Birth Spacing and Child Survival: Comparative Evidence from India and Pakistan
AbstractThis paper examines the two-way relationship between birth interval and child survival and compares the behaviour of households in the Indian and Pakistani provinces of Punjab. Birth interval and child survival are modelled here as correlated hazard processes, allowing for mother- specific unobserved heterogeneity. We find evidence of significant mutual dependence between birth interval and child survival in both samples. There are also significant differences between Indian and Pakistani households. Part of the difference in behaviour could be explained by differences in female literacy, which in turn highlight the differences in religion and state policies in these two neighbouring states.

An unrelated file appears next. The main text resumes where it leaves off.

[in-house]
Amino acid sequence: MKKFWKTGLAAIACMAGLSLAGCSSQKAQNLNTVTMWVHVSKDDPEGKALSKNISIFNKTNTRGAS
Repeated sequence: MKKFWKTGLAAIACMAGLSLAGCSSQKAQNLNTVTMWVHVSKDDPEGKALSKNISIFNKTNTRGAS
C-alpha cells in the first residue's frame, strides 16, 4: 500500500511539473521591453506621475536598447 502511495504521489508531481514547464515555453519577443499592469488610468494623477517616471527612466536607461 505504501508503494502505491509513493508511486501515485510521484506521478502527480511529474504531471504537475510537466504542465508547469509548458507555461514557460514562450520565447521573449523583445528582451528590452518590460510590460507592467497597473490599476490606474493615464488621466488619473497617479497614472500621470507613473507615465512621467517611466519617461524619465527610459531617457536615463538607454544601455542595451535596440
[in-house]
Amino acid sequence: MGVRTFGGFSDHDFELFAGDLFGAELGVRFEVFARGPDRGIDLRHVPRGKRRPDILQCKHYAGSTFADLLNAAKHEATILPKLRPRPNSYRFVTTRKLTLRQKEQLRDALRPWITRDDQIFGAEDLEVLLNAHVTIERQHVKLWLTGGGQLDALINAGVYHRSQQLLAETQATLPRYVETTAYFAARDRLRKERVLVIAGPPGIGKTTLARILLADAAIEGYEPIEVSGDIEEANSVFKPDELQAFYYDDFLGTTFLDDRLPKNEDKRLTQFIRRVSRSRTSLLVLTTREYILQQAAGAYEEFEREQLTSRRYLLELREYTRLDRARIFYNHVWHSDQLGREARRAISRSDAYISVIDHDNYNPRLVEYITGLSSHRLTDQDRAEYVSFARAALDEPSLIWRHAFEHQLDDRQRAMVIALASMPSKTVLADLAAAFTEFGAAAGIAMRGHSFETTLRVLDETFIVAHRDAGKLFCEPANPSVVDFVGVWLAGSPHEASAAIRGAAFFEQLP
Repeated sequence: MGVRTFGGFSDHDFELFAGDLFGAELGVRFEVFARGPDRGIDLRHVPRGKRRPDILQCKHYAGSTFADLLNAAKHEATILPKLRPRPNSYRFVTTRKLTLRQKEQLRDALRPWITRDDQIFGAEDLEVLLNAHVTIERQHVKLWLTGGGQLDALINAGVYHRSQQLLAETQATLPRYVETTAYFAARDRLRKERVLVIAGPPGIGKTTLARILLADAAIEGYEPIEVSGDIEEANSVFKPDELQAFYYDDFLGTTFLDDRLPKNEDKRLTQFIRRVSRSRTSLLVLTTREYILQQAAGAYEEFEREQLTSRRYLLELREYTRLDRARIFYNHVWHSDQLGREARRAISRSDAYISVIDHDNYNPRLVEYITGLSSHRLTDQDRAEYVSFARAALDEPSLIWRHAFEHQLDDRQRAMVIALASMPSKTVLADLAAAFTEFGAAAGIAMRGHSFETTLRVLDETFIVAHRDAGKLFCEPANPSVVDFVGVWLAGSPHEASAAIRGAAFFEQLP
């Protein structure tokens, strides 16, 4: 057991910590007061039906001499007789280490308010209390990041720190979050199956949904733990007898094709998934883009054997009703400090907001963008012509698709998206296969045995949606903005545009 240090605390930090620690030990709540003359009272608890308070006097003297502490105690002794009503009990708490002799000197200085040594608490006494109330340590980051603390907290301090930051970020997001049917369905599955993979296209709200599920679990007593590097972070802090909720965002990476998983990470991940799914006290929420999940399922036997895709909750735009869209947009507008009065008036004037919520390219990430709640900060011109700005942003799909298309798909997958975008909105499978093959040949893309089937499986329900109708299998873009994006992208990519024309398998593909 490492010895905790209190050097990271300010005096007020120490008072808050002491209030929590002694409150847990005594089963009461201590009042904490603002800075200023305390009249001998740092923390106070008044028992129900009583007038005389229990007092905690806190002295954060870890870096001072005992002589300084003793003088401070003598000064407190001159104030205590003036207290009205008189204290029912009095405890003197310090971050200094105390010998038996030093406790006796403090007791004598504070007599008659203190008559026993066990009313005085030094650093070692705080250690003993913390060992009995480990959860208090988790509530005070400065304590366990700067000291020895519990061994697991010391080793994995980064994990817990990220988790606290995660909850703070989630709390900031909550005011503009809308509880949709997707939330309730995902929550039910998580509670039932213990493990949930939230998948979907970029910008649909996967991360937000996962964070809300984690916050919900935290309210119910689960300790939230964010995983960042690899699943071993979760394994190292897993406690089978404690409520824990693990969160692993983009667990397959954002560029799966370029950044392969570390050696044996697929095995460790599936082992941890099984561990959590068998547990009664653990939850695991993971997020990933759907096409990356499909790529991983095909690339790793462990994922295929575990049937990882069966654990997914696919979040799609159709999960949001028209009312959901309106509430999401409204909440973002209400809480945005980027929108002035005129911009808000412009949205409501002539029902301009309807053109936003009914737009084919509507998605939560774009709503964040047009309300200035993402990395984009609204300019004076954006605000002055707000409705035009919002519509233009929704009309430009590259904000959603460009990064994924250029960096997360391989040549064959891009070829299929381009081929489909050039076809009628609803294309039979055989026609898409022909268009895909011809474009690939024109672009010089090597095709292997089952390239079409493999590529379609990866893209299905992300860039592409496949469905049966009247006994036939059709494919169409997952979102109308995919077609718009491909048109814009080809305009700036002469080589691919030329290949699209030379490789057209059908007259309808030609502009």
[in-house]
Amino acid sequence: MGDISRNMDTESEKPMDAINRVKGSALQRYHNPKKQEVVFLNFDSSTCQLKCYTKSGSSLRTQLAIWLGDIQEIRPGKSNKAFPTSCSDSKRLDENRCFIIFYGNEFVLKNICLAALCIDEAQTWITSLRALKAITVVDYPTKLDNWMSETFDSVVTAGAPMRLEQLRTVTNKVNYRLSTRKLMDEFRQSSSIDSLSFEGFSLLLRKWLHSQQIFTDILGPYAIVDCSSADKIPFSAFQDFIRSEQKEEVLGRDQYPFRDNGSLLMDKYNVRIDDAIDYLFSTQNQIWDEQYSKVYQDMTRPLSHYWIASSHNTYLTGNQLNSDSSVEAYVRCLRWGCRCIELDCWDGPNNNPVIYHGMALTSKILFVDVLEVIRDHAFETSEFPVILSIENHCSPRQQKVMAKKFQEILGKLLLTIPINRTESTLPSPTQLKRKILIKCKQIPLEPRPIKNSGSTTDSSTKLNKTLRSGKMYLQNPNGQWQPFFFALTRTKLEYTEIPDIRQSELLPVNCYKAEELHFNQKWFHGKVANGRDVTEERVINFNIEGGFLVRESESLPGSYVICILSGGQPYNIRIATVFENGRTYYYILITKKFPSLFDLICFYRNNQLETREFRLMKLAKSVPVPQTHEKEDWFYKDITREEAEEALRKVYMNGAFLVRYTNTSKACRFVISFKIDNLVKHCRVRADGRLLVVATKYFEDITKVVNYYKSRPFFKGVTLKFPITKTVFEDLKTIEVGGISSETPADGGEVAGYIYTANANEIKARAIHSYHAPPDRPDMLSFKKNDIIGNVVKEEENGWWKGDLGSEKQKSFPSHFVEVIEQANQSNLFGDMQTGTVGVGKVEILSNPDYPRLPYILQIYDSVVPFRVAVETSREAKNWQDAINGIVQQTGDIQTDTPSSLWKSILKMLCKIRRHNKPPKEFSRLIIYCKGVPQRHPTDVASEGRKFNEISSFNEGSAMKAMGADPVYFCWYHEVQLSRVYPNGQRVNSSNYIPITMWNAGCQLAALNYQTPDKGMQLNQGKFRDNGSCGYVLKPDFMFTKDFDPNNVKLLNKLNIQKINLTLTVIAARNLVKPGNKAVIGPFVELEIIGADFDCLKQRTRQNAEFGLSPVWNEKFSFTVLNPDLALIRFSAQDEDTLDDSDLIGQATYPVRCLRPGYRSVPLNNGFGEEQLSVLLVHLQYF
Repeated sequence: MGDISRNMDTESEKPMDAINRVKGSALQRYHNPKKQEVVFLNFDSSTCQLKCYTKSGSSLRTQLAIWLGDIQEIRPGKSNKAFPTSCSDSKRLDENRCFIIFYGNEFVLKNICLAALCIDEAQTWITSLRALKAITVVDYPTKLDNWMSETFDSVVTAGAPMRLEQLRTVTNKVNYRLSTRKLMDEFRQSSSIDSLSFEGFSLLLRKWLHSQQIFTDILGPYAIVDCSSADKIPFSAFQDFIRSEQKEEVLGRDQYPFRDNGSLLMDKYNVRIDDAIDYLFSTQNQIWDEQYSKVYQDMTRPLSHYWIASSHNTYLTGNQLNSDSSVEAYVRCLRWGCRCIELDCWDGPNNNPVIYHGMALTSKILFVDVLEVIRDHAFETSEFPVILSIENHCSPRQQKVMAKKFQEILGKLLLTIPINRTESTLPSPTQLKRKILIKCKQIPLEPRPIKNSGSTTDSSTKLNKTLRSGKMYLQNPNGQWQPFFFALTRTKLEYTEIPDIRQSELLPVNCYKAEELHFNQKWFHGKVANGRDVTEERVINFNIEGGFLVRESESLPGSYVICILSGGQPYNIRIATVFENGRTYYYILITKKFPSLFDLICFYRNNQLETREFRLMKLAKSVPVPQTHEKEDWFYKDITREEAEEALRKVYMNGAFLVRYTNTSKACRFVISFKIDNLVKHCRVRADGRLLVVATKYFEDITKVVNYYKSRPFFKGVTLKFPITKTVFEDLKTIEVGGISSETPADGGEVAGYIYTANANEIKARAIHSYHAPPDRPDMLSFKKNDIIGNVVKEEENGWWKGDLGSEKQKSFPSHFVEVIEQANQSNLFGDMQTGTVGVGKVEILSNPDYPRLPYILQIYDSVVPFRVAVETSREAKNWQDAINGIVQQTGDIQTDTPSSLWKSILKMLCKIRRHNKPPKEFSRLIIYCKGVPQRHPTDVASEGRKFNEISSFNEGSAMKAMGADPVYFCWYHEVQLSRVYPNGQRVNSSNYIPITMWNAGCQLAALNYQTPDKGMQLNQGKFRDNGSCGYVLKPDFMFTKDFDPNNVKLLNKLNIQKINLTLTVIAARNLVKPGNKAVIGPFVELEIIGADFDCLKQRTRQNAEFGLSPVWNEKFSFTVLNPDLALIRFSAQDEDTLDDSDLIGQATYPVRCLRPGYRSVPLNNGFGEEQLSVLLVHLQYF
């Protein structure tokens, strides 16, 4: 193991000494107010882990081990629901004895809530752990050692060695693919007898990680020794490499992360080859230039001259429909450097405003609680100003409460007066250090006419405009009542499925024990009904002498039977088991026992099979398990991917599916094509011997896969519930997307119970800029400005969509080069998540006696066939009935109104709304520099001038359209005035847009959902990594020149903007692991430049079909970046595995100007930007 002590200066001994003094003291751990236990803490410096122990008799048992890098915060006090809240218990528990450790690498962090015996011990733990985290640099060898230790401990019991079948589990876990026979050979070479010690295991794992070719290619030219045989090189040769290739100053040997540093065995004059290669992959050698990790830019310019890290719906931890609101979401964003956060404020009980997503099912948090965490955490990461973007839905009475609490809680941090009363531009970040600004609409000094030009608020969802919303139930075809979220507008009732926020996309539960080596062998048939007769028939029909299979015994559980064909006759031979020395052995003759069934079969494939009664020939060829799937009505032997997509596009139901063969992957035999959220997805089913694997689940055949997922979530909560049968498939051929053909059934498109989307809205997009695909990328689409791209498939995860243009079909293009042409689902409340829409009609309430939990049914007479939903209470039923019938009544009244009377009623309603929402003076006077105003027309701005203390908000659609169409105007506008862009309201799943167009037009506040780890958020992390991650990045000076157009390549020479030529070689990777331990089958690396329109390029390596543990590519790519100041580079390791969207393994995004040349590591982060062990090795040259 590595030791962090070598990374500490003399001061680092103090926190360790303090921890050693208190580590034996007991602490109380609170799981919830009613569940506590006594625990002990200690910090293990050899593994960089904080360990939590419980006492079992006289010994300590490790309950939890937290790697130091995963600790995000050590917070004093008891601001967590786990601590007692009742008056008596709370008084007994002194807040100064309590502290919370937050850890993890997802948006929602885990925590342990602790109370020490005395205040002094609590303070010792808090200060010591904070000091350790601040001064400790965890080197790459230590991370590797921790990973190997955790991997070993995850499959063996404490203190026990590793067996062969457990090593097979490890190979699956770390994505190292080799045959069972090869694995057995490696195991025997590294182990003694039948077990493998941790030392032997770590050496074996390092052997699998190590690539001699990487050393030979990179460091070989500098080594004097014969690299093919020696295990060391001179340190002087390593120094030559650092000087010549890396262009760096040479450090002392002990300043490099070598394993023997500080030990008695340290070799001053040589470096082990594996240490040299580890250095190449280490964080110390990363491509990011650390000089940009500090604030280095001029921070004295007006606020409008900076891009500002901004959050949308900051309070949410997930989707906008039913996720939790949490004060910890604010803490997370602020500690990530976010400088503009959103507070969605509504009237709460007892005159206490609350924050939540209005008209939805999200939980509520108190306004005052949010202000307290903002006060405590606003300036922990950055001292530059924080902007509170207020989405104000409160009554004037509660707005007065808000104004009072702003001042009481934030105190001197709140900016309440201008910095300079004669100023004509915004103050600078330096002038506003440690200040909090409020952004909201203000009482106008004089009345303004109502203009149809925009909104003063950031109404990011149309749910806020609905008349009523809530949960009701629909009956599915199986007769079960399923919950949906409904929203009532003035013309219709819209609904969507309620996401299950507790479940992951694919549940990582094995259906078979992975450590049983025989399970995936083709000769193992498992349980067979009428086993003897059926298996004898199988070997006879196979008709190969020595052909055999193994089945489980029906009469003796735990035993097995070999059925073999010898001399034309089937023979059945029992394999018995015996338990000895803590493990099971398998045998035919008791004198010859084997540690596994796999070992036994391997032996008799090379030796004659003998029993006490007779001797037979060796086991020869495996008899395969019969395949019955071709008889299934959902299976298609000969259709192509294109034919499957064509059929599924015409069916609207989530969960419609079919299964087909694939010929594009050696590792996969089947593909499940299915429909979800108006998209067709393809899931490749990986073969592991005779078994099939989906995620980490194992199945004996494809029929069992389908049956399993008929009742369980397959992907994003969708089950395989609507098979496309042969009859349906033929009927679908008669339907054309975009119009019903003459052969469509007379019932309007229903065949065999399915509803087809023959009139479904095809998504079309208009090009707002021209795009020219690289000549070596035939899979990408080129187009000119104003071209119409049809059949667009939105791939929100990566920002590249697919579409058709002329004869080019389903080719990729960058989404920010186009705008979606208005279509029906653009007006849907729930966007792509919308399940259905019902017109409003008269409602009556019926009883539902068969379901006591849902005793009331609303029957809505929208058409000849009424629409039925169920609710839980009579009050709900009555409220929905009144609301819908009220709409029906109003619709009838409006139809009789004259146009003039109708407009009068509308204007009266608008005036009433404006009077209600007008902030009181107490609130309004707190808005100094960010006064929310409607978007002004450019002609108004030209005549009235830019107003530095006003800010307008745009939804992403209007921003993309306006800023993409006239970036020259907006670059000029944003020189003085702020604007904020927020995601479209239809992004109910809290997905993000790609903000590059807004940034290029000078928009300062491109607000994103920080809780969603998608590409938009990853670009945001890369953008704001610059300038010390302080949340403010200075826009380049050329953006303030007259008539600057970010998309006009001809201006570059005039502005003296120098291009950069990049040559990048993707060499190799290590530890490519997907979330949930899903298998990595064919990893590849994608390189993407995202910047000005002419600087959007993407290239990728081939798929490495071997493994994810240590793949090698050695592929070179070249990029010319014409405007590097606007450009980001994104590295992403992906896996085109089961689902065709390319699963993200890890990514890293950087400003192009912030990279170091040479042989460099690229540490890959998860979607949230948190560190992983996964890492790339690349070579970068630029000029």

Birth spacing, Child survival, Sibling inequality, Son preference, Role of Religion and State, Correlated hazards models, India, Pakistan.